Tuesday, 3 May 2011

Dysfunctional marriages at Wexford Opera

This year's Wexford Opera Festival brings The Telephone by Gian Carlo Menotti. It's a scream! A man wants to propose to his girlfriend, but she's so busy talking on the phone he can't get a word in. Finally he phones her but she still doesn't get it.  Though the opera was written in 1947, telephone OCD is probably even more extreme in the Age of Twitter. Sure beats real life communication! When this pair marry will they tweet in bed? The ultimate in safe sex.

The Telephone or "L'amour á trois" is very fast paced and quite a test for the soprano who has to carry the whole one act opera on her own. She has to be a brittle bimbette while conveying the insanity beneath the charm. It's a wonderful short opera but the role is taxing, which is why it's not performed as often as it should be. Wexford is pairing it with Leonard Bernstein's Trouble in Tahiti, another observation on Perfect but Pathological.

The three main operas at Wexford this year are even rarer. La cour de Célimène by Ambroise Thomas, of Mignon and Hamlet fame. "The neglect of La cour de Célimène......is difficult to understand", says the Wexford press office, "for it is generously endowed in every important area: attractive music, interesting orchestration, good ensemble writing, spectacular vocal solos, drama and duels, a clever and witty plot." Sounds like another vehicle for a soprano who can act as well as sing. Célimène is a widow who manipulates men. There is a CD from Opera Rara but the conductor is Andrew Litton and Célimène is Laura Claycomb.  Joan Rodgers, too, though.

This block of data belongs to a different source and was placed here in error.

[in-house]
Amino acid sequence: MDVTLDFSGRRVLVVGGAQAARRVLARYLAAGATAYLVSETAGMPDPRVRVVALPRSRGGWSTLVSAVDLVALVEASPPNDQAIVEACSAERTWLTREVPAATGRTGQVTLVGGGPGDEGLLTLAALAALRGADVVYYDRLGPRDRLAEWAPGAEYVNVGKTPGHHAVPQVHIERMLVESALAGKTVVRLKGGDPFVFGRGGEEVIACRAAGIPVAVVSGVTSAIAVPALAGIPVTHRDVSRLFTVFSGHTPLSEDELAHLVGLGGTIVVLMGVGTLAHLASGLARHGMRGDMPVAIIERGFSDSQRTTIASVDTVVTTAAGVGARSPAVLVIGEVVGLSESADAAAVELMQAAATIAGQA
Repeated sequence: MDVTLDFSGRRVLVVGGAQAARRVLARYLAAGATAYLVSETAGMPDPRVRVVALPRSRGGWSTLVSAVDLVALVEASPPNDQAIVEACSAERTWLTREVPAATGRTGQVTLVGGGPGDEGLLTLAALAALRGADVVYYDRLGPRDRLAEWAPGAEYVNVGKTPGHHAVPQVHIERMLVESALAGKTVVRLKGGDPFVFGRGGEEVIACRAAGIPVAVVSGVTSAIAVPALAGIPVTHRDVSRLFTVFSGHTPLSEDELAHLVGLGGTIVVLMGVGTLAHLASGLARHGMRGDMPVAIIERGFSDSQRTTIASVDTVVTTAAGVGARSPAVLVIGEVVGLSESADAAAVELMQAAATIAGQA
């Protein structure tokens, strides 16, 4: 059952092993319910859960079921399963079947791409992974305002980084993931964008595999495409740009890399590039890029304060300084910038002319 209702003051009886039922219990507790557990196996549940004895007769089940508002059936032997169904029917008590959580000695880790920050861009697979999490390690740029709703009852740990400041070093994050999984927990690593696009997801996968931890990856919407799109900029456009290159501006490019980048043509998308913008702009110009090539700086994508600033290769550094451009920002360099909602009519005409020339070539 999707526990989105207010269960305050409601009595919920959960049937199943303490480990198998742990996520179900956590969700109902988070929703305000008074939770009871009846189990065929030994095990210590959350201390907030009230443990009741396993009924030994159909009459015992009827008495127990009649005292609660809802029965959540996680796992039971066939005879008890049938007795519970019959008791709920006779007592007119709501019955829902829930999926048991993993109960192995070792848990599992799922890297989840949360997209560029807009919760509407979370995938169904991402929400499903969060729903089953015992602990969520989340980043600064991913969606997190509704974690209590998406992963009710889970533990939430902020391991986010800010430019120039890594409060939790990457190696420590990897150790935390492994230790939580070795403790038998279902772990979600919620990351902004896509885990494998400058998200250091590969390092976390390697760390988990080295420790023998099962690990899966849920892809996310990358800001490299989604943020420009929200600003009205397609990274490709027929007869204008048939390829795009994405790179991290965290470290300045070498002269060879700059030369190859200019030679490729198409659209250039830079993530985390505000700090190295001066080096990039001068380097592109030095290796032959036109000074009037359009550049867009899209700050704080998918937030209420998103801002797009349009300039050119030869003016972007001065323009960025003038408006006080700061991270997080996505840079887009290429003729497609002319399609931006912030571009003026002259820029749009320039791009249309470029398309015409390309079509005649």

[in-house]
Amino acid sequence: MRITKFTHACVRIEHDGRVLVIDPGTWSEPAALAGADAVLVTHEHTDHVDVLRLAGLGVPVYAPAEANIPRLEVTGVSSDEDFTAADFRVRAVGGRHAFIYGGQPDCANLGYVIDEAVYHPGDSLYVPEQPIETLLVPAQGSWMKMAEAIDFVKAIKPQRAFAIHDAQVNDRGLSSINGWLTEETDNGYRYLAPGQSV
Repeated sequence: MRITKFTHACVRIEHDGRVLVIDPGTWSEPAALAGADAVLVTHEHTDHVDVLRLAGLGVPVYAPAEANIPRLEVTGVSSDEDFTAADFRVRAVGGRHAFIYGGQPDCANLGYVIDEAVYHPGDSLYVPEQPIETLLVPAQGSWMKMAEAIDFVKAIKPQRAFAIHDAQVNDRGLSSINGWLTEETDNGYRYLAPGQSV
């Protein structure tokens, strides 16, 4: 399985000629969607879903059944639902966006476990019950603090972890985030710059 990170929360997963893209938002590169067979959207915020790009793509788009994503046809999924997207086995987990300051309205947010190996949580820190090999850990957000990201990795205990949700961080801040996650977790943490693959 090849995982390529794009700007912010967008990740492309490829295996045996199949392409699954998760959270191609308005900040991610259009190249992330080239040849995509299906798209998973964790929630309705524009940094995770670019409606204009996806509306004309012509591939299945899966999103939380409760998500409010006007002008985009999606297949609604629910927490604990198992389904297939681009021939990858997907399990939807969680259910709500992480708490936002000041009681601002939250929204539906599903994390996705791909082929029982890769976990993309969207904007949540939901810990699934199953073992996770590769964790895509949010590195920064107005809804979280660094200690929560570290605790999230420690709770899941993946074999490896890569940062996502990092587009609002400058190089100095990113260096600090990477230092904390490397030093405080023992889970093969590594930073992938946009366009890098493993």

Donizetti's Gianni di Parigi predicates on arranged marriage, and Roman Statkowski's Maria (1903-4) adds murder to the mess. It's based on an 1825 epic poem by Antoni Malczewski. Given the period in which the opera was written, one supposes Russian and Wagnerian influences. Booking starts today for Wexford Opera's 2011 season. For more, visit their website.

No comments: